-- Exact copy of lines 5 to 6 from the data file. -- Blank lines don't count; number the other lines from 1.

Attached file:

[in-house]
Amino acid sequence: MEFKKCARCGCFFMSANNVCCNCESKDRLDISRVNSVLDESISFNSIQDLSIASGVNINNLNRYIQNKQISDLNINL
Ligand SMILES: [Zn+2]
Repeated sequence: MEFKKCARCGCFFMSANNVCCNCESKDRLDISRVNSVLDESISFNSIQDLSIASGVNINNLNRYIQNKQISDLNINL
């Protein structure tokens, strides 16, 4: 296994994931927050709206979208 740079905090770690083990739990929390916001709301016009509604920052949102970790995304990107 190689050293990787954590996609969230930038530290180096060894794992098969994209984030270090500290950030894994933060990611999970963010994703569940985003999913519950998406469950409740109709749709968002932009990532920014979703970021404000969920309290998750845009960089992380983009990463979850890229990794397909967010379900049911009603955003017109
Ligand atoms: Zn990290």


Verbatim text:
């Protein structure tokens, strides 16, 4: 296994994931927050709206979208 740079905090770690083990739990929390916001709301016009509604920052949102970790995304990107 190689050293990787954590996609969230930038530290180096060894794992098969994209984030270090500290950030894994933060990611999970963010994703569940985003999913519950998406469950409740109709749709968002932009990532920014979703970021404000969920309290998750845009960089992380983009990463979850890229990794397909967010379900049911009603955003017109
Ligand atoms: Zn990290």